• [0044]
    The method of FIG. 4 is initiated when node N6 detects link failure 32, at a failure detection step 40. Immediately upon detecting the failure, N6 transmits a failure indication packet around ring 24, at a notification step 42, to notify the other nodes of the failure. (Node N5 typically detects the failure as well, and accordingly transmits a failure indication packet around ring 26.) Node N6 subsequently receives packets on ring 26, at a packet reception step 44, and determines how to handle each packet individually. The node checks the packet header to determine whether the wrapping flag is set or reset, at a flag checking step 46. If the flag is set, node N6 wraps the packet from ring 26 onto ring 24, at a wrapping step 48. In the case of flow 28, the packet is wrapped onto path 36. When the packet reaches node N5, the wrapping flag is checked again, and the packet is accordingly wrapped back onto ring 26, on which it finally reaches destination node N4.
  • [0045]
    After transmitting the failure indication packet at step 42, but before node N1 is ready to steer flow 30 onto path 38, node N6 may still receive packets belonging to flow 30. Since the wrapping flag of these packets is not set, node N6 simply passes the packets on without wrapping, at a non-wrap step 50. As a result, these packets are discarded.
  • [0046]
    As shown in FIG. 5, node N1 prepares packets in flows 28 and 30 for transmission, at a packet preparation step 60. In the absence of a failure in the network, the packets are destined for transmission on a route through nodes N6 and N5. Before transmitting the packets, N1 checks to ascertain whether any failures are known to have occurred in the links that each flow is to traverse, at a failure checking step 62. As long as none of the other nodes has reported such a failure, and N1 has not detected a failure itself, the packets are transmitted along the normal route, without steering, at a normal transmission step 64. If failure 32 has occurred, but the failure indication from N6 has not yet reached N1, the packets will still be transmitted on the normal route. In this case, the packets in flow 28 are wrapped by N6, as noted above, but packets in flow 30 are passed through by N6 at step 50 and thus will be discarded.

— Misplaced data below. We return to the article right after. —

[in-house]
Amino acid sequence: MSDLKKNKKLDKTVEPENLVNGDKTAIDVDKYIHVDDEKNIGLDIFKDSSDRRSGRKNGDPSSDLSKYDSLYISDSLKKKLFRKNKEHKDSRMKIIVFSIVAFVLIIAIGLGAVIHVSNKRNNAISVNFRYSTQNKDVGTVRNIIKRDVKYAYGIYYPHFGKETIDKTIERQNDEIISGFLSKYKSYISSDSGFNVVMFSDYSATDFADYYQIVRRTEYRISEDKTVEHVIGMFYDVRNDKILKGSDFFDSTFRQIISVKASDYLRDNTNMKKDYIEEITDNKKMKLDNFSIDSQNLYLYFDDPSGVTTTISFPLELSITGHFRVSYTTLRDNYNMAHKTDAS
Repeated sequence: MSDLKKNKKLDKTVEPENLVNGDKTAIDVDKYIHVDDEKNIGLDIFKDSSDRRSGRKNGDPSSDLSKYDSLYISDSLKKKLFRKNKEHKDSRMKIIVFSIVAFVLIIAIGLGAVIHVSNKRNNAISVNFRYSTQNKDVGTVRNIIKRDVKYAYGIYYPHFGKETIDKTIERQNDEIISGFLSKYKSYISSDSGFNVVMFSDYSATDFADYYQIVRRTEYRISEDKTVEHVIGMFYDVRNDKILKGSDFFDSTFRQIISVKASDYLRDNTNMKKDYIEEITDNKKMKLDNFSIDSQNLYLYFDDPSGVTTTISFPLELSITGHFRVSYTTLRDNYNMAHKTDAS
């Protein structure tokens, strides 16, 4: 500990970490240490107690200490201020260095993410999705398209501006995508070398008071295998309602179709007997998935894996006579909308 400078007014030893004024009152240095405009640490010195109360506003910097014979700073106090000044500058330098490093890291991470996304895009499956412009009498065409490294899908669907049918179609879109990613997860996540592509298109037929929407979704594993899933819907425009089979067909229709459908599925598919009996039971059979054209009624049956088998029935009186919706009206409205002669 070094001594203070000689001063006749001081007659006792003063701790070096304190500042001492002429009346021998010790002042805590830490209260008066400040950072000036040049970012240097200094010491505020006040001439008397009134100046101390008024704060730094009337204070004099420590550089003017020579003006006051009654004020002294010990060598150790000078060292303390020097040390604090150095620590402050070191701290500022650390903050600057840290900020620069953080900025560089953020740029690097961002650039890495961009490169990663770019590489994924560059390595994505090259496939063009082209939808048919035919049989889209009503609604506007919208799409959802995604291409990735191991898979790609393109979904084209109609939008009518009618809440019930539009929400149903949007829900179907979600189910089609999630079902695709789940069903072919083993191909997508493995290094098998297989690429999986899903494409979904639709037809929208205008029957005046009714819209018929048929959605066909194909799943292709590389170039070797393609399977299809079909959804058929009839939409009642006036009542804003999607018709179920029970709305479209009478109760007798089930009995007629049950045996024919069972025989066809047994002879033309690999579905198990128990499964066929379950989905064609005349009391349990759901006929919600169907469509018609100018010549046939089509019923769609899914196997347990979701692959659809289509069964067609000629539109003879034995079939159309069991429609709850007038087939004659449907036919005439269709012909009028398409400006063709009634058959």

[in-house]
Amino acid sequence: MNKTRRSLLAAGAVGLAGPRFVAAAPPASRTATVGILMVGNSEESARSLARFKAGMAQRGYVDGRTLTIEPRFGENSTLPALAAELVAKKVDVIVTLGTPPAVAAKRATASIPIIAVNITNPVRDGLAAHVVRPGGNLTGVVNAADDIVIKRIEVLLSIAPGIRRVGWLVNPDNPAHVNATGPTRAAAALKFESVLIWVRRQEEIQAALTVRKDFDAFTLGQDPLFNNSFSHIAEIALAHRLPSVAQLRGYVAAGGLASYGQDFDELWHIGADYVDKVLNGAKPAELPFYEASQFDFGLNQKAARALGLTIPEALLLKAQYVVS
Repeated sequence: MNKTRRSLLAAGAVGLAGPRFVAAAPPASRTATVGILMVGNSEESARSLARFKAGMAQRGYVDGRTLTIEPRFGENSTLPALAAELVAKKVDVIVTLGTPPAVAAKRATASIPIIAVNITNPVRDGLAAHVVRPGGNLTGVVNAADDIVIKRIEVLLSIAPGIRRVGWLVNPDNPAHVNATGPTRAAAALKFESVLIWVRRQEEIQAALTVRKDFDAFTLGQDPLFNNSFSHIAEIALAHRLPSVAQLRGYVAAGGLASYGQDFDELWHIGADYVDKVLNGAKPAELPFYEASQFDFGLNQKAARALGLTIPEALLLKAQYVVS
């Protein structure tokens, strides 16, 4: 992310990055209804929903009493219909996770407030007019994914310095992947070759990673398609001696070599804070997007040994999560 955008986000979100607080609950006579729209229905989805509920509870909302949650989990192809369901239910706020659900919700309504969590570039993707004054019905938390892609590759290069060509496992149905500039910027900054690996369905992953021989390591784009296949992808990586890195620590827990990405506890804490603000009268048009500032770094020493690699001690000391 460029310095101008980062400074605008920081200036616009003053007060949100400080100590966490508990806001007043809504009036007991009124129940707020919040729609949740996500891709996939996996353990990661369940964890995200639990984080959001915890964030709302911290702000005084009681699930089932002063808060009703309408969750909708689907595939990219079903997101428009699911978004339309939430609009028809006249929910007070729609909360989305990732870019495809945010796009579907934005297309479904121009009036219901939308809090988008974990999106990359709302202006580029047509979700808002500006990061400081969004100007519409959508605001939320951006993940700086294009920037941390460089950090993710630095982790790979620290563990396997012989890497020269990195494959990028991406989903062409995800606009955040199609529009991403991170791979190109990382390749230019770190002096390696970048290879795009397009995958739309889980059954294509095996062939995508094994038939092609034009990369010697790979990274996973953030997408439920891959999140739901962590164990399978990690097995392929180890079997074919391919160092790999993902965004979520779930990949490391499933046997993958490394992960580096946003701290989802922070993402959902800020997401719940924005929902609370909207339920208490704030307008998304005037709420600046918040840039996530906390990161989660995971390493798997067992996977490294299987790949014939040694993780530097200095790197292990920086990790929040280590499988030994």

• [0047]
    Once N1 receives the failure indication, it begins steering the packets in flow 30 onto path 38, at a steering step 66. Similarly, node N6 and the other nodes in network 20 begin at this point steering packet flows that they originate to the appropriate destinations. Preferably, to save network resources, N1 and the other nodes also steer wrapped flows, such as flow 28. Alternatively, for the duration of the failure, only some flows are steered, while others are wrapped or are delayed or discarded to conserve network resources.
  • [0048]
    Although preferred embodiments are described herein with reference to certain specific types of networks and protocols, and particularly to packet networks based on the RPR protocol, the principles of the present invention are similarly applicable in bidirectional ring networks and protocols of other types. It will thus be appreciated that the preferred embodiments described above are cited by way of example, and that the present invention is not limited to what has been particularly shown and described hereinabove. Rather, the scope of the present invention includes both combinations and subcombinations of the various features described hereinabove, as well as variations and modifications thereof which would occur to persons skilled in the art upon reading the foregoing description and which are not disclosed in the prior art.
Patent Citations
Cited PatentFiling datePublication dateApplicantTitle
US5159595 *Dec 20, 1988Oct 27, 1992Northern Telecom LimitedRing transmission system
US5307353 *May 7, 1991Apr 26, 1994Fujitsu LimitedFault recovery system of a ring network
US5925137 *Mar 27, 1997Jul 20, 1999Nec CorporationAlternate routing of management message to simplified network element in a ring network